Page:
MALE PRO ATHLETES aren’t known as great family guys. Loyal to their entourage of buddies? Yes. Attractive to swooning groupies? No doubt. But when it comes to wife and kids, the many great husbands and dads out there are too often overshadowed by the deadbeats. That’s why it was refreshing when almost the entire sports world rose up in opposition when former NFL quarterback Boomer Esiason, now a sports-talk personality, declared that a New York Mets player shouldn’t miss Opening Day because his wife had given birth — and added that the family should have just scheduled a C-section before baseball season began. Esiason was roundly lambasted for his retrograde ideas about birth and paternity leave, and that’s encouraging; as a culture, we’ve developed a greater understanding about the risks of C-sections and the importance of fatherhood. Still, only about 15 percent of companies offer paternity leave, but pro athletes can help send the message that even on an important work day, a dad’s place may be with his family.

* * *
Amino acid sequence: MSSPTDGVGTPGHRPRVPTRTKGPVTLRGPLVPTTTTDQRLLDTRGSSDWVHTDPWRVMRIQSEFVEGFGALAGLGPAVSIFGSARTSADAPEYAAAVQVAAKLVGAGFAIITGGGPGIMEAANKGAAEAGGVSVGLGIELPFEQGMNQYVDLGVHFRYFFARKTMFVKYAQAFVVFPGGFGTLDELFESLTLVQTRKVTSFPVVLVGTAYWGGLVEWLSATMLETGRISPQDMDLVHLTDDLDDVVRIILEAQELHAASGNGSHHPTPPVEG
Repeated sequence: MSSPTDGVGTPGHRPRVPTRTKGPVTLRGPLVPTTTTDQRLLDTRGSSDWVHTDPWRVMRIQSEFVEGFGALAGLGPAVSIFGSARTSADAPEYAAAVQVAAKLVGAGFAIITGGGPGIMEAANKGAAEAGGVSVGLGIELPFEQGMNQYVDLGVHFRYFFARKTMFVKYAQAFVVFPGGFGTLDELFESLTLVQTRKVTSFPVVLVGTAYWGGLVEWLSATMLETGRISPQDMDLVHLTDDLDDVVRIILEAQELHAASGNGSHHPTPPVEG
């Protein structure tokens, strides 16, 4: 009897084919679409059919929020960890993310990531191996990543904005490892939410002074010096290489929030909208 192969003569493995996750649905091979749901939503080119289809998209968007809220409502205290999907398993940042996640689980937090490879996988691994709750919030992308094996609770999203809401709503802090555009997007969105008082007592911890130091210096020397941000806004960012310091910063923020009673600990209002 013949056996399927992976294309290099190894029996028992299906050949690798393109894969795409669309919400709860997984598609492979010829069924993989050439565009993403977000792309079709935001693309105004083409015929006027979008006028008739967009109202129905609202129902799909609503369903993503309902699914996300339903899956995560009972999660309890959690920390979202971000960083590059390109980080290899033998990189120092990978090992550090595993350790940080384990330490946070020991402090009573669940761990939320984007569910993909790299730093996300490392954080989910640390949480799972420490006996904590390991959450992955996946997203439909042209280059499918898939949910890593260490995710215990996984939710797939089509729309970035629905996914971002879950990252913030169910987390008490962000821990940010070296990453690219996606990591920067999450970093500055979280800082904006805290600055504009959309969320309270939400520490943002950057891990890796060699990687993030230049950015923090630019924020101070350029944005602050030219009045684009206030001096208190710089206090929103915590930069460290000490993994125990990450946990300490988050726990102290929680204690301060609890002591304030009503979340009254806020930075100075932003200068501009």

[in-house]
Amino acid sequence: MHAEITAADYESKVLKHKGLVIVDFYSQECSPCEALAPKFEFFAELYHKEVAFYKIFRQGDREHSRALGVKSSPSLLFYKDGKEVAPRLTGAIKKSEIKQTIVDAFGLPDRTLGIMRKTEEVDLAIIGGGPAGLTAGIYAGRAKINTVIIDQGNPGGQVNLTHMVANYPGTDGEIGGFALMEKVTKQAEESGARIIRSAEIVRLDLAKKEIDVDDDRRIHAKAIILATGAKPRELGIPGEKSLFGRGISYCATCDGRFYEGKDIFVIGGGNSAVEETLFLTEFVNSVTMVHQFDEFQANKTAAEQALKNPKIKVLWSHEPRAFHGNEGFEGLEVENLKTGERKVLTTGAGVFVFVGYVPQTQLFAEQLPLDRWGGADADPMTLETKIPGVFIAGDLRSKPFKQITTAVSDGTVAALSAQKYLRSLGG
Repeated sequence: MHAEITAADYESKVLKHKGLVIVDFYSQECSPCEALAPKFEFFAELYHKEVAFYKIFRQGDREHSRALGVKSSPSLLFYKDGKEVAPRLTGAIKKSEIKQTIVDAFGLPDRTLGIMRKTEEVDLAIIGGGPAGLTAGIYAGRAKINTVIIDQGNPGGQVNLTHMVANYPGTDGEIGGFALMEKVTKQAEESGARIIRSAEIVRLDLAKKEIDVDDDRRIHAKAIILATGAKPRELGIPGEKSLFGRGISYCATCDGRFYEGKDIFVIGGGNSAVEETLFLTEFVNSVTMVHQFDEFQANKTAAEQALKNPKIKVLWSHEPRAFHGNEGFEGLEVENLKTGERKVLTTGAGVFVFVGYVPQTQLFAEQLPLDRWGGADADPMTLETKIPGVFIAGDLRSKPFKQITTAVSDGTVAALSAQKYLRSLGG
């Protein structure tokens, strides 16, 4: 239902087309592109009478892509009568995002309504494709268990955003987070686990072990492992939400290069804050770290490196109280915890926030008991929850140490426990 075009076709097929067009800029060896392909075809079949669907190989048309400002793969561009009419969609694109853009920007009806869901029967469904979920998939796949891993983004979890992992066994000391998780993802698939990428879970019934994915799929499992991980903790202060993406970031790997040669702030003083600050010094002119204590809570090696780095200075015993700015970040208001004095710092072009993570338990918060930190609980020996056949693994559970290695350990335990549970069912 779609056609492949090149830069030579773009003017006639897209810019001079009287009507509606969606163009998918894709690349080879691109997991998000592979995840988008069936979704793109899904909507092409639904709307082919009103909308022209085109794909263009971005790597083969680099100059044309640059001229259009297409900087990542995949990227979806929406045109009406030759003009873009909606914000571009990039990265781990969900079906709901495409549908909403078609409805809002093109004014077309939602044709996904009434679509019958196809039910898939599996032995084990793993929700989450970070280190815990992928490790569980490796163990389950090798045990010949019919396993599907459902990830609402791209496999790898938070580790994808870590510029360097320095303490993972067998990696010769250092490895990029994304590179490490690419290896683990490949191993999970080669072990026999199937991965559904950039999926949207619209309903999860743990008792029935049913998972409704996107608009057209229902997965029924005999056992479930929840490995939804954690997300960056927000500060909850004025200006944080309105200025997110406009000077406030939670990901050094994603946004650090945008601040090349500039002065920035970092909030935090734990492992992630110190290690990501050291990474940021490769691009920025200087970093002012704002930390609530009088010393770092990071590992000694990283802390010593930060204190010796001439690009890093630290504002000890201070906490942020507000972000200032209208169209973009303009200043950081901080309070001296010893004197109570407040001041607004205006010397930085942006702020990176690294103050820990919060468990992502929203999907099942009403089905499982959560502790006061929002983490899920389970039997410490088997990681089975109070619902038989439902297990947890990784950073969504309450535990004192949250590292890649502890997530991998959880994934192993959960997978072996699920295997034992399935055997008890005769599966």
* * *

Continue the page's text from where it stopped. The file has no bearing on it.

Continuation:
GEORGE W. BUSHwasn’t the most reflective of presidents: He famously declined to admit to any mistakes. But now he’s deeply engaged in the most reflective of hobbies — painting, and portraits, to boot. On Saturday an exhibition of Bush’s work opened at his presidential library in Texas, featuring images of the world leaders he knew. Rather than offer charcoal sketch-style likenesses, Bush engaged in a visual exploration of his relationships with his subjects. Thus, Tony Blair, a stalwart ally, is presented as somber and upright, wheras Vladimir Putin is depicted in a more mishapen, abstract way — which Bush says was an attempt to capture the Russian president’s worldview. Bush’s use of a different medium to offer his impressions of an eventful eight years in office is a revealing contrast to the flood of ghostwritten accounts that usually inundate bookstores after public figures retire